Foliar Soybean Disease Update: August 19, 2017

Tom Allen, Extension Plant Pathologist
By Tom Allen, Extension Plant Pathologist and Trent Irby, Extension Soybean Specialist August 19, 2017 10:50 Updated

Foliar Soybean Disease Update: August 19, 2017

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Severe aerial web blight (photo courtesy of retailer).

Aerial web blight

When the environment remains conducive for an extended period of time, aerial web blight can be one of the most devastating diseases. Earlier this week I received photos of severely affected soybean plants.  The field in question contained plants at the R4 growth stage.  Photos showed plants with no pods, no blooms, and very few lower canopy leaves (see attached photo).  The field was planted to a maturity group (MG) V, determinate soybean variety.  The suggestion to the retailer was to not spray the field since the cost of the fungicide may be lost since the plant has finished flowering and may not flower again.  Scout for the presence of aerial blight early in the morning when dew is still present on the foliage.  The webbing that is produced by the fungus is much more readily observed when dew is present.  Later in the day distinguishing aerial blight may be different as the symptoms generally appear as burned leaf tissue.  Fungicide products that contain a strobilurin (or quinone outside inhibitor, QoI) are preferred for aerial blight management.  If a fungicide application is warranted, make the application via ground in high water volume (15-20 gallons per acre) and as high a pressure as possible (> 60 psi would be preferred).  Aerial application is not the preferred method to manage aerial blight as canopy penetration of the fungicide is the most important aspect.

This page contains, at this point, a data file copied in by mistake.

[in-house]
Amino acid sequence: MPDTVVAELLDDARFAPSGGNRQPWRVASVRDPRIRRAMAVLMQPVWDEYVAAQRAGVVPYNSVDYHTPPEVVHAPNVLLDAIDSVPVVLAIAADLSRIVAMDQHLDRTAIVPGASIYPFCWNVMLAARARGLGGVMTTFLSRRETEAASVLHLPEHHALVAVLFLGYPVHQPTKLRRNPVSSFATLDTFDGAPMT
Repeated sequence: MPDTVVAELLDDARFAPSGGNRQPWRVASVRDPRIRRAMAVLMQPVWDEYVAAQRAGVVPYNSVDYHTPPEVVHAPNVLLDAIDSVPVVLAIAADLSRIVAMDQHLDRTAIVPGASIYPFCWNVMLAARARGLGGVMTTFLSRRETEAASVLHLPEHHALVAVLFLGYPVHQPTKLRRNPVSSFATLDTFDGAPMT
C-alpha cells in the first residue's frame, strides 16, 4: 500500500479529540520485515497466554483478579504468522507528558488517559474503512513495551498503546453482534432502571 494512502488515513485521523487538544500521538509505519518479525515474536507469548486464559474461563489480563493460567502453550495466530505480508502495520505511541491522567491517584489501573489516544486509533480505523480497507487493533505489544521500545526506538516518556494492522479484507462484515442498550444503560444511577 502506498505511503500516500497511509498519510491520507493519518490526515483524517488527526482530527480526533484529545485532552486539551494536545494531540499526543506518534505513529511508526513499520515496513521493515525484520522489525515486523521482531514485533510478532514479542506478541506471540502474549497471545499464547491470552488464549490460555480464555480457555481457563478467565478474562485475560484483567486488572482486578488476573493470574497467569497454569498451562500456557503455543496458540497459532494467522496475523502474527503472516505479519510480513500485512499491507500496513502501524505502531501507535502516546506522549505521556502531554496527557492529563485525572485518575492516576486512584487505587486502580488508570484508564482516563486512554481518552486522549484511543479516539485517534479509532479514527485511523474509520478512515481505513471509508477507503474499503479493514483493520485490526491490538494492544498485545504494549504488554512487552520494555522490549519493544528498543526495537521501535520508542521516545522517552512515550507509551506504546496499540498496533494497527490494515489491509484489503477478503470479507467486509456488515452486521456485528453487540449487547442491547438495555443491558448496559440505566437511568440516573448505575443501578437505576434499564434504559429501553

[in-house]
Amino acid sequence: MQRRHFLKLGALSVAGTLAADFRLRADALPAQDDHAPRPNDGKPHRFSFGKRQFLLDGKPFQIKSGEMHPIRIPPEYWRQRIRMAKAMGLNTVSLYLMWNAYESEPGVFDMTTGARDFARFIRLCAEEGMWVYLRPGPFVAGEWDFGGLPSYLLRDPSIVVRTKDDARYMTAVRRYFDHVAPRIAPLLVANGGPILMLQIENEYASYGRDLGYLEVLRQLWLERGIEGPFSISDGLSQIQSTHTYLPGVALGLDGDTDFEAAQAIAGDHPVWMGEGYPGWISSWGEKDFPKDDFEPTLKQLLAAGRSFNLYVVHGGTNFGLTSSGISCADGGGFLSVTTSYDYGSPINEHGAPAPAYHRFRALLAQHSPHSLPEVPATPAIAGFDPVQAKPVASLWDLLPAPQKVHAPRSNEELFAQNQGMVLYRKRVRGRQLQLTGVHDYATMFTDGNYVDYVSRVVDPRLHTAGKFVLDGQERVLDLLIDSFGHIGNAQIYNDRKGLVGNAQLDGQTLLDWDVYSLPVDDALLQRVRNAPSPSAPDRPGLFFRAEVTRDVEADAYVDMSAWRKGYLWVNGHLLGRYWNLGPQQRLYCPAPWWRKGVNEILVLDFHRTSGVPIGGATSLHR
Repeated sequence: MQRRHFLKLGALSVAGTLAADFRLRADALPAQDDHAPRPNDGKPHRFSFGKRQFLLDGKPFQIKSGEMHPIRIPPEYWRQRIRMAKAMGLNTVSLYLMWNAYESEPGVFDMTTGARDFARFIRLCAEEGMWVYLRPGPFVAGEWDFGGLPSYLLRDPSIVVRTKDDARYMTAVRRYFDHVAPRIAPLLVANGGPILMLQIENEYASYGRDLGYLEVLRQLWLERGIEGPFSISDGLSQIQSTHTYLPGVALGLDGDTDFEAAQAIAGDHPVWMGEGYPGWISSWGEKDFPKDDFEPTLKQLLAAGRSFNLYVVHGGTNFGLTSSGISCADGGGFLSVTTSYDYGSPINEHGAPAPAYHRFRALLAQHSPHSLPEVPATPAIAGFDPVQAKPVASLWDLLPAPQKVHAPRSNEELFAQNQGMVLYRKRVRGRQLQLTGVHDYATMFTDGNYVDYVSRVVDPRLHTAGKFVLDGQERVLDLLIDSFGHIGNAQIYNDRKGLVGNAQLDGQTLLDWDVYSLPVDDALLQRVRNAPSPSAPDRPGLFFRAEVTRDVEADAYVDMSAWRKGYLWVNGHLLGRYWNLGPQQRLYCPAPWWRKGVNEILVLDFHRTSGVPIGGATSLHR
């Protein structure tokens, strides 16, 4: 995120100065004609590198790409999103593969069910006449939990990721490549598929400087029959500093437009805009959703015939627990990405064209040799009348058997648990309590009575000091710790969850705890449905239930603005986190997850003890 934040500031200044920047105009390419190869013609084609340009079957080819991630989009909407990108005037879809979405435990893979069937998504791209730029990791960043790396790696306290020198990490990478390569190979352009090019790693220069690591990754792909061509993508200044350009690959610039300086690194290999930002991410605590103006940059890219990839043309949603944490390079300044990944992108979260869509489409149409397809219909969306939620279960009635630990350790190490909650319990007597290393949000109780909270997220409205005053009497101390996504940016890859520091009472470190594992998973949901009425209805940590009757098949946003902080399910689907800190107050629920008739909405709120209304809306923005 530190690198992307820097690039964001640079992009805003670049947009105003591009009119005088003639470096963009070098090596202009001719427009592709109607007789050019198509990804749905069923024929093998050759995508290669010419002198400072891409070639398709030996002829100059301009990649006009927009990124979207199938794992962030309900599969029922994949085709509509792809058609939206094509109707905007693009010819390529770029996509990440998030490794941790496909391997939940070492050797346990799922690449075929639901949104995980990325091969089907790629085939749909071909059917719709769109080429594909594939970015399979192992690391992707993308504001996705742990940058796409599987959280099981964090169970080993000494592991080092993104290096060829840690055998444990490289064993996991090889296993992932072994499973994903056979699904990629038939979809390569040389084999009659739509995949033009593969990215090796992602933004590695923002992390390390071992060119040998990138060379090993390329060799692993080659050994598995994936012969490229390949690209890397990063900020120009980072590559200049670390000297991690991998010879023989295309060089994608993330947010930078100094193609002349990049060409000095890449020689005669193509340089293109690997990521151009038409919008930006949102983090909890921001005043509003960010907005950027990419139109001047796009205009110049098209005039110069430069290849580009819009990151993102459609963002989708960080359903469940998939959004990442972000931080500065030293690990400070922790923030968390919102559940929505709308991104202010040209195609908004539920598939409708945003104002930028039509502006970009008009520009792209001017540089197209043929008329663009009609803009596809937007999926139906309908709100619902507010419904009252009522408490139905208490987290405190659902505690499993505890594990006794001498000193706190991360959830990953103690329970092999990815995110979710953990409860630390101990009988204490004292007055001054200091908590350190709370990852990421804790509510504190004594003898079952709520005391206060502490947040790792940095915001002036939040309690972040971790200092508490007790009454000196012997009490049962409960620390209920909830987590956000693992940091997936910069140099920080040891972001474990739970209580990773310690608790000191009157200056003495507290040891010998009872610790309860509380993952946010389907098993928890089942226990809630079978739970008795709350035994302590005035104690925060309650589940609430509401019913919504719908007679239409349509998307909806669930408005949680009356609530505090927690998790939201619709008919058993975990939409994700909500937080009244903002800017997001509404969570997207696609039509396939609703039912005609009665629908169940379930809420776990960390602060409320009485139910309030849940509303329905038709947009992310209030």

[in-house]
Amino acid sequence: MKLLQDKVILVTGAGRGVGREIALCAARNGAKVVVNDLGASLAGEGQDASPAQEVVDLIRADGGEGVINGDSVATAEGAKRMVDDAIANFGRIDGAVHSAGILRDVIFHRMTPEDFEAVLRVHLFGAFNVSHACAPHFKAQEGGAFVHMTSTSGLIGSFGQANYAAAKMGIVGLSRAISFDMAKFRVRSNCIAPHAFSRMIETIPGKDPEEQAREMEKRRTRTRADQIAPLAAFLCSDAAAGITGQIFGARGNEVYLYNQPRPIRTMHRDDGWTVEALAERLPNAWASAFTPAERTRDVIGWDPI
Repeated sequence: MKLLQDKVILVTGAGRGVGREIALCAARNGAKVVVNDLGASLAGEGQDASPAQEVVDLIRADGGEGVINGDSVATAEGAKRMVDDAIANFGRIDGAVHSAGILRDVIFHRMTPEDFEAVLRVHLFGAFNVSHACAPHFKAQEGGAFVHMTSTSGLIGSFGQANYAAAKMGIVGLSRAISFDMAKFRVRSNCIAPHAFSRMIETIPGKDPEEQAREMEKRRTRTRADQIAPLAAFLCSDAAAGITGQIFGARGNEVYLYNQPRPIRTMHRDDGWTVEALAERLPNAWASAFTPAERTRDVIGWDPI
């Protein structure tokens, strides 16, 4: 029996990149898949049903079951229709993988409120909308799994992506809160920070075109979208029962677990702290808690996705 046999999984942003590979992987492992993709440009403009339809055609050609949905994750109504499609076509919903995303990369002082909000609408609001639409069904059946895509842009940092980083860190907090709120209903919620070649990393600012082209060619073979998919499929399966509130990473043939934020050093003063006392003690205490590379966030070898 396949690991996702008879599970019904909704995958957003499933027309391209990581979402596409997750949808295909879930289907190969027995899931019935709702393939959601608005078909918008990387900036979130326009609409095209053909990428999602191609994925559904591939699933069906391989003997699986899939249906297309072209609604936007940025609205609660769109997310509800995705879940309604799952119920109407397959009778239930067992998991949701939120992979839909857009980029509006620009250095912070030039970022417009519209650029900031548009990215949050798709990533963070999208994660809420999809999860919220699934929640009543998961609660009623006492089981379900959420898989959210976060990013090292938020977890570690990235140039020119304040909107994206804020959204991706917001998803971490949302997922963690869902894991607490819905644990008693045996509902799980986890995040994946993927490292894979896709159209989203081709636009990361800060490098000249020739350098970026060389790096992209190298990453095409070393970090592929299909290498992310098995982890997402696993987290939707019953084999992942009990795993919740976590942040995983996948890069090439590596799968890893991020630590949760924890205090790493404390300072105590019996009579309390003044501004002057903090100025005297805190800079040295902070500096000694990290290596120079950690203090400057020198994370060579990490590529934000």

Severe Cercospora blight symptoms as expressed with bronzing, blighting, and symptom expression on petioles.

Cercospora blight

One of the most common foliar diseases of soybean annually. Cercospora blight occurs in every field of soybean grown to one degree or another.  Leaves that develop a bronzing coloration or a thickened feel are infected with the fungus that causes Cercospora blight.  Managing Cercospora blight has proved to be difficult since fungicides appear to be ineffective on the fungus and resistance within the commercially available germplasm is lacking.  The symptoms associated with Cercospora blight can also affect pods, petioles, the main stem, with the most notable symptom being observed on leaf tissue.  Research conducted at the LSU AgCenter suggests that two phases of foliar symptoms present post-infection: bronzing, which can appear as slight yellowing to maroon or purple coloration on leaf tissue (depending on variety and location) and blighting, which most notably appears as leaf scorching at the leaf tips.  Fungicide application once symptoms are observed is not a good management alternative.  In addition, fungicide timing trials as well as efficacy programs suggest that strobilurin (QoIs) are no longer effective on the fungus, more than likely due to widespread fungicide resistance.

A large research project, funded by the United Soybean Board in coordination with the Mid-south Soybean Promotion Board has been looking at management alternatives for Cercospora blight as well as determining whether or not germplasm offers any resistance to the disease. The project is currently in its third funding cycle with locations in AR, LA, MS, MO, and TN.

Soybean rust as observed on the upper leaf surface. Pustules are formed by the fungus on the underside of the leaf.

Soybean rust